Soaring global wheat prices increase hunger for millions of Afghans; WFP asks for US$77 million

Published on 24 January 2008

WFP and the Government of Afghanistan have urged the international community to fund a sharp increase in needed food assistance for the poor of Afghanistan who cannot afford to pay soaring local prices for wheat, a staple of the Afghan diet.

The World Food Programme and the Government of Afghanistan have urged the international community to fund a sharp increase in needed food assistance for the poor of Afghanistan who cannot afford to pay soaring local prices for

Food poverty is now a real threat, not just in the remote regions of this country, but now also in Afghanistan’s urban areas

Rick Corsino, WFP Country Director in Afghanistan

wheat, a staple of the Afghan diet.

 

Under the “Joint Government/UN Appeal on the Humanitarian Consequences of the Rise in Food Prices,” and in addition to its already extensive programmes of food assistance across Afghanistan, WFP has asked for immediate contributions of US$77 million to supply 89,000 tonnes of food to assist an additional 2.55 million Afghan people, living in both rural and urban areas, through June 2008.

Hardships

“Afghanistan faces so many hardships – and now global increases in the price of wheat mean that bread, the basic staple of the Afghan diet, is out of reach for millions of Afghans,” said Rick Corsino, WFP Country Director in Afghanistan.

“We must act now to keep wheat and bread affordable for Afghans living in both cities and rural areas where domestic production is not enough to satisfy needs,” Corsino added.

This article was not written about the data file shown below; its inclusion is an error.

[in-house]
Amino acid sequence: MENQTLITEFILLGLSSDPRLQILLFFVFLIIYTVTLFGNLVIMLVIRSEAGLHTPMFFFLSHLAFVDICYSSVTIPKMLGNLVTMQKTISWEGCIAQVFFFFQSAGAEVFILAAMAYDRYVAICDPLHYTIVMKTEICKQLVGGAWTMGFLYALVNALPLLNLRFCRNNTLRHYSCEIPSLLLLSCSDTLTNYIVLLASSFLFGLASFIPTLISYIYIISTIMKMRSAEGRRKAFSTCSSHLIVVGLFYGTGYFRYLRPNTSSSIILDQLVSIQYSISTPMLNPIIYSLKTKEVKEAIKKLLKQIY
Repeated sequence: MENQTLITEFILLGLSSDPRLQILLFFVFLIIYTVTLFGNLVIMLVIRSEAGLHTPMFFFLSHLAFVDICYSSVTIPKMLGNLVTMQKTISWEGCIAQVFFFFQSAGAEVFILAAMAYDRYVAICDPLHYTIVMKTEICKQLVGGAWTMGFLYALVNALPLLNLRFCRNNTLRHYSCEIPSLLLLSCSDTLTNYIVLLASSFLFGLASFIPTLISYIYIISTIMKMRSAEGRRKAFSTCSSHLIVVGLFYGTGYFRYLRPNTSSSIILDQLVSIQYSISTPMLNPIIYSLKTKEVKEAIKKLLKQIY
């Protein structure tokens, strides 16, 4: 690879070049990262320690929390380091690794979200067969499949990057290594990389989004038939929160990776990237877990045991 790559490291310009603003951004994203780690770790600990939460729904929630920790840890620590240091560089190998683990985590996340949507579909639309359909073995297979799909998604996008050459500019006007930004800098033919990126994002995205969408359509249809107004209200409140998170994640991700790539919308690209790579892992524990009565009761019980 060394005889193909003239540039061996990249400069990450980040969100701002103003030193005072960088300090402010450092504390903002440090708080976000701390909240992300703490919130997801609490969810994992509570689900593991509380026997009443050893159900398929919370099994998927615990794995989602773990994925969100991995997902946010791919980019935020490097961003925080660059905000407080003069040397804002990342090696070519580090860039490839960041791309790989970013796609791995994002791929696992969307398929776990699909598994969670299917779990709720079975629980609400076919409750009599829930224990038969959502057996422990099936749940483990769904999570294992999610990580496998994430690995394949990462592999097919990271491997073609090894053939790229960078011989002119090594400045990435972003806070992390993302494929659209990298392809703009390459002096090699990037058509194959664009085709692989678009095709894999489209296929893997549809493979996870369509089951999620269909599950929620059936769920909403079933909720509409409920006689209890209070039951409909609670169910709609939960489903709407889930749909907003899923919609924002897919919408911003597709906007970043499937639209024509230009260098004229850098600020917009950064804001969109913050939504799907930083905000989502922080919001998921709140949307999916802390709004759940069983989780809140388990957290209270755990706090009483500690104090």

Global food prices, particularly of wheat, have risen to all-time highs in the last 12 months, and have adversely affected millions of Afghans, for whom wheat flour is the food staple used in making bread.

Dramatic price increase

A recent Afghan Government and WFP analysis of the impact of higher prices on food accessibility revealed that wheat flour prices have increased dramatically in the past year, over 60 percent higher nationwide, and as high as 80 percent in some locations.

A total of 2.55 million (1.41 million in rural areas and 1.14 million in urban and semi-urban areas) Afghans may have fallen into the category of high food insecurity (from borderline food insecurity) owing to the prices rises. This has placed those already vulnerable at risk of sliding deeper into food insecurity.

“Food poverty is now a real threat, not just in the remote regions of this country, but now also in Afghanistan’s urban areas,” said Corsino, adding that the international community needed to renew its efforts to help the people through this very difficult time. He said WFP would be extending its food interventions into urban areas.

Family food rations

The planned WFP intervention seeks to provide family food rations to 235,000 households in rural areas and 190,000 urban households most affected by the rise in food prices and not presently supported through ongoing WFP interventions.

The food assistance, which will help these households maintain what assets they have, will include the provision, from February to June 2008, of 43,000 tonnes of assorted commodities in rural areas; and 46,000 tonnes of wheat in urban and semi-urban areas.

The joint Government/UN Appeal also includes interventions by UNICEF, WHO and other UN agencies working in Afghanistan.

The 89,000 tons of food required in the joint Government/UN Appeal launched today is on top of the 180,000 tons of food that WFP plans to distribute in 2008 for nearly 3.7 million.